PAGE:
WARSAW (Reuters) - Several Polish municipalities that have hosted U.S. troops under a planned NATO operation suffered cyber attacks in January, a senior government official told Reuters, saying it highlighted the need for Poland’s sharp increase in cyber-defense spending.
Poland will spend about 1 billion zlotys ($250 million) a year on cyber security, several times the amount seen only a few years ago, following a trend in other NATO countries that have been increasingly subject to Internet security breaches.
“We are constantly seeing large destructive cyber and information activity by certain countries,” Deputy Defense Minister Tomasz Szatkowski said in an interview. “The process has been intensifying.”
He declined to specify who was behind the attacks, but said they included pro-Russian content.
The websites attacked with anti-NATO and anti-U.S. propaganda in January belonged to at least two municipalities where thousands of U.S. troops along with tanks and heavy equipment arrived to beef up NATO’s Eastern European allies.
“It is clear to us who is the author and who inspires such activities,” Szatkowski said. The attacks aimed at sowing a negative image of Poland’s allies and “presenting the Russian version of the conflict in eastern Ukraine”, he said.
The largest U.S. military reinforcement of Europe in decades of about 2,700 troops, out of 3,500 planned, arrived in mid-January as part of operation Atlantic Resolve, aimed at showing Moscow Washington’s commitment to its allies.
The Kremlin said the troops’ presence is a threat to Russia.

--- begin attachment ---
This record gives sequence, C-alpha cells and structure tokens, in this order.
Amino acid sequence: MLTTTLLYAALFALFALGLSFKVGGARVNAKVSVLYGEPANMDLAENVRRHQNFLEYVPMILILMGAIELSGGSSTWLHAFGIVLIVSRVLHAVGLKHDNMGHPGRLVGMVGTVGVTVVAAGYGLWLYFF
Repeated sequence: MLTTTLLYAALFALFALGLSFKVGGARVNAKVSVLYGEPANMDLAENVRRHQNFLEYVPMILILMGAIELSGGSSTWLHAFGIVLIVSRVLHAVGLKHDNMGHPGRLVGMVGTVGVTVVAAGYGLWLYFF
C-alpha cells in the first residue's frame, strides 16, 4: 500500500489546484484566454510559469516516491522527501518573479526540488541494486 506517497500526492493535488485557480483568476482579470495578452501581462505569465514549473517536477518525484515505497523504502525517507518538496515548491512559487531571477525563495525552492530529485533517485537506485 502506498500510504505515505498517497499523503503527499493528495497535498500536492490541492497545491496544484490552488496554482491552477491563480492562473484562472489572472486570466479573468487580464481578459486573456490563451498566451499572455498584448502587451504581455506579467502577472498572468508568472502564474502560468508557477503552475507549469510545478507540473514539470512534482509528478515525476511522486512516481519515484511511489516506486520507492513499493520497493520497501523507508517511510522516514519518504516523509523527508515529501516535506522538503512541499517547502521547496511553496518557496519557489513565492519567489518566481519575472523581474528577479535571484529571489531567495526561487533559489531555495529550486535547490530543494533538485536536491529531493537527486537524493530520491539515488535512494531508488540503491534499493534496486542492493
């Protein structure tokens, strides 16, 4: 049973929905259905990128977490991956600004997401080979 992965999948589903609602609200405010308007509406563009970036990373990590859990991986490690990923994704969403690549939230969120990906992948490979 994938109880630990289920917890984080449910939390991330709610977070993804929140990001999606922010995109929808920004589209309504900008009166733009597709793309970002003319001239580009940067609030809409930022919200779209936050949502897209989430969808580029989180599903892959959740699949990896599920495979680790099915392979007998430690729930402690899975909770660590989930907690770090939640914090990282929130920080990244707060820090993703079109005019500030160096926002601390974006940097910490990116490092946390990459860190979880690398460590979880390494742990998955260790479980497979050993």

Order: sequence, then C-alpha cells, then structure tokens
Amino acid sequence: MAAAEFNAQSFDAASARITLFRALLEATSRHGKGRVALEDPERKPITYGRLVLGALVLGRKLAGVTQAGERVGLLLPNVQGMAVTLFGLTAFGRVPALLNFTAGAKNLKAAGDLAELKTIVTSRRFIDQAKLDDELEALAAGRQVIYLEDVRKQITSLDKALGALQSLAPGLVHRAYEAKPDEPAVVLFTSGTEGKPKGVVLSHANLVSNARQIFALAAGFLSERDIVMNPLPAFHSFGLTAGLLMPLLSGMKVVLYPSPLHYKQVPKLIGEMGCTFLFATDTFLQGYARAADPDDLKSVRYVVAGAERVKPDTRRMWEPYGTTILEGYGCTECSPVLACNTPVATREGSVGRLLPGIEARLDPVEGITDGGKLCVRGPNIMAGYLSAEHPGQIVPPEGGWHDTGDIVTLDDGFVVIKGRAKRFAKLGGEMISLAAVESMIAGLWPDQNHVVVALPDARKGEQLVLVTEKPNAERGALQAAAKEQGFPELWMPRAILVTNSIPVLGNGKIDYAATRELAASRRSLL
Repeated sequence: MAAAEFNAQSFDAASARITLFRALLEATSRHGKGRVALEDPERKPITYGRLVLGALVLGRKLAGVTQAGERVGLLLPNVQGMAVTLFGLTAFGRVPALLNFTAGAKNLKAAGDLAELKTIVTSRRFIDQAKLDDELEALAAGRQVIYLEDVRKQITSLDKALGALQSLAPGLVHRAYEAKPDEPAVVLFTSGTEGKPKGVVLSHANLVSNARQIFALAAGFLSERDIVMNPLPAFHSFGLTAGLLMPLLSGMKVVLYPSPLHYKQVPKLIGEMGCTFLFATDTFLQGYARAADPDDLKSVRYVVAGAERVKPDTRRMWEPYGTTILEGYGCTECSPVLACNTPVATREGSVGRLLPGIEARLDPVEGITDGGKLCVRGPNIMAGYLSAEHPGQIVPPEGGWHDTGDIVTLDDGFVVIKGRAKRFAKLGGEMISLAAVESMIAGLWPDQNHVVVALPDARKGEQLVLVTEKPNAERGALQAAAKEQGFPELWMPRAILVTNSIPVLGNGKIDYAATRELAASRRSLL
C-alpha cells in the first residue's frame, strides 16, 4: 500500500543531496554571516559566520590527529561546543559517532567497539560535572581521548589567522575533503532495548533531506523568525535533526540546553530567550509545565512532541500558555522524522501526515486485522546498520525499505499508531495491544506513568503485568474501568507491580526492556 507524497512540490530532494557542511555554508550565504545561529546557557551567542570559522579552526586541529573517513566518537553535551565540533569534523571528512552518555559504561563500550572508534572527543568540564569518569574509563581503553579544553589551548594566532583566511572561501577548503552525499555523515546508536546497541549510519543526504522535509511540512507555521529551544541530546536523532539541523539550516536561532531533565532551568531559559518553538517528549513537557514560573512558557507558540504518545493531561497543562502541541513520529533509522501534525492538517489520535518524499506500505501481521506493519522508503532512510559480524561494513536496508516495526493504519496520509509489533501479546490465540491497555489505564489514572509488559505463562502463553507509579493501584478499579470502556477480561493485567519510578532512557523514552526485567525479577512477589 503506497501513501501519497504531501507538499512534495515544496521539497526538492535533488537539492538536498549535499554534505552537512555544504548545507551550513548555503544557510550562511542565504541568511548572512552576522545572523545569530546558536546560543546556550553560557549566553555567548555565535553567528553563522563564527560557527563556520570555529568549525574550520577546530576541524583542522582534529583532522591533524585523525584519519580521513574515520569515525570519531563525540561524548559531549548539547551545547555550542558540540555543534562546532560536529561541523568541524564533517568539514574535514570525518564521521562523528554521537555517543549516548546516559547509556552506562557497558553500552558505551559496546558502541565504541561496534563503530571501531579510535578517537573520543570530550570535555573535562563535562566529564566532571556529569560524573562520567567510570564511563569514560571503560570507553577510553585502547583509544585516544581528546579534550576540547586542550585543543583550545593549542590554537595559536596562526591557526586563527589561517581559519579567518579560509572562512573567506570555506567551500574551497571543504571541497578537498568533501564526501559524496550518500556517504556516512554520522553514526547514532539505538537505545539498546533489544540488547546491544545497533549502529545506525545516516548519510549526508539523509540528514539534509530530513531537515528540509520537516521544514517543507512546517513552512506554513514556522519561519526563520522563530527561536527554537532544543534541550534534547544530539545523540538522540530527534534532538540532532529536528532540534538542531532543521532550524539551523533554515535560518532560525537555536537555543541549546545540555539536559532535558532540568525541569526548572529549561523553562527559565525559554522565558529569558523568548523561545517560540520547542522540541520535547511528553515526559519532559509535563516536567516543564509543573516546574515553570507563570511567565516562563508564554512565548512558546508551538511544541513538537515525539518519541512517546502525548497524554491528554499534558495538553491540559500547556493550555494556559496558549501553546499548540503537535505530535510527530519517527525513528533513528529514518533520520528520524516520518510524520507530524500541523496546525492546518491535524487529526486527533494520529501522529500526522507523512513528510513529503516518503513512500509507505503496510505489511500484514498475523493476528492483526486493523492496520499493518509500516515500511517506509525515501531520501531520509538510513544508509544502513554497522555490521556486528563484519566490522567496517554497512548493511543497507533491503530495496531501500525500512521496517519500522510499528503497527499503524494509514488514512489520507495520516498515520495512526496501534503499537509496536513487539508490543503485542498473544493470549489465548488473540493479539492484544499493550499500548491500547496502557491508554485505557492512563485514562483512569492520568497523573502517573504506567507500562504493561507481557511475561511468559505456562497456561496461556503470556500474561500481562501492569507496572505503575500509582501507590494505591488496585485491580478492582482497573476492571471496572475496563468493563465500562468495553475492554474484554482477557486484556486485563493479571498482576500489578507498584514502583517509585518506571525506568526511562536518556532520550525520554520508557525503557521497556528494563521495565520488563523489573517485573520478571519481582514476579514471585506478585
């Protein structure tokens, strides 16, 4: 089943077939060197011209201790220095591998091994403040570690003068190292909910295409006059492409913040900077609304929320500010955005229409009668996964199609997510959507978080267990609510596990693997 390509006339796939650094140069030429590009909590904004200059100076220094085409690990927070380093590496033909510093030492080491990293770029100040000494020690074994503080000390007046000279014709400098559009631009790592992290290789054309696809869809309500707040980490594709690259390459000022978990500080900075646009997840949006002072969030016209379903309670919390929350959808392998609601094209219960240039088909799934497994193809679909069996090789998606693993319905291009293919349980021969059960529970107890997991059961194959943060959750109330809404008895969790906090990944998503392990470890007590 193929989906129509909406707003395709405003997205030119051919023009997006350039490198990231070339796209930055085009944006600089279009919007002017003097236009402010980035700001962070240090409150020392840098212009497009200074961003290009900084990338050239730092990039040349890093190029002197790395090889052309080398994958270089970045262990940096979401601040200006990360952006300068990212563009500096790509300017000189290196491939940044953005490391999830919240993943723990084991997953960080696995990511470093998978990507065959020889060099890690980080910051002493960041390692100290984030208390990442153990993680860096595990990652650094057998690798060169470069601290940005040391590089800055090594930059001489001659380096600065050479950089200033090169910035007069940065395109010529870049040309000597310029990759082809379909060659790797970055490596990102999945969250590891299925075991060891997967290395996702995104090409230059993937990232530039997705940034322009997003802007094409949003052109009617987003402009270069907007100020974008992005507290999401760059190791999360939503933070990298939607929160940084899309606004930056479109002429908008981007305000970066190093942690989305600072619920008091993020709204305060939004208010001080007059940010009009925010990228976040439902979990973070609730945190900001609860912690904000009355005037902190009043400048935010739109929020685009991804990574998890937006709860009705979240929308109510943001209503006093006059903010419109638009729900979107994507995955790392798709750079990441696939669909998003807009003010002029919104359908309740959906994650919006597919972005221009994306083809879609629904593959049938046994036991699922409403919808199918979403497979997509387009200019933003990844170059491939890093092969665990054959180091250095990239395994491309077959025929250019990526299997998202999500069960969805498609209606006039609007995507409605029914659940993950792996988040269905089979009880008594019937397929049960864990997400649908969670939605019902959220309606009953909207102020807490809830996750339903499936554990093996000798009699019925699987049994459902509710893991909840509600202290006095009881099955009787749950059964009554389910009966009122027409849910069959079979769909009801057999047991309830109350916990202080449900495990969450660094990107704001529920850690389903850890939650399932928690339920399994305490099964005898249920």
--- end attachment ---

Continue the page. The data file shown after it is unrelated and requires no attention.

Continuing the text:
Higher spending on cyber security is one of the top priorities for the ministry over the next five years, along with enhancing Poland’s armed forces, air and sea patrols as well as the formation of a territorial defense forces.
Modernization of the army has been a key priority for the government run by the conservative Law and Justice (PiS) party, which built its popularity partly on promising greater security and deterrence against cross-border threats from Russia.
Poland spends about 2 percent of its gross domestic product on defense, although some military officials press for more, saying that nearly two-thirds of the armory dates from the era when the country was in the Moscow-led Warsaw Pact.
Warsaw is awaiting a U.S. government export approval to close a $5 billion deal to buy eight Patriot missile defense systems from Raytheon Co, a purchase considered central to the modernization plans and Poland’s strategy towards Washington.
“The United States is our key ally,” Szatkowski said. “Opinions that we should take into account only the armament and military equipment produced in Europe, are not correct.”
Writing by Lidia Kelly; Editing by Dominic Evans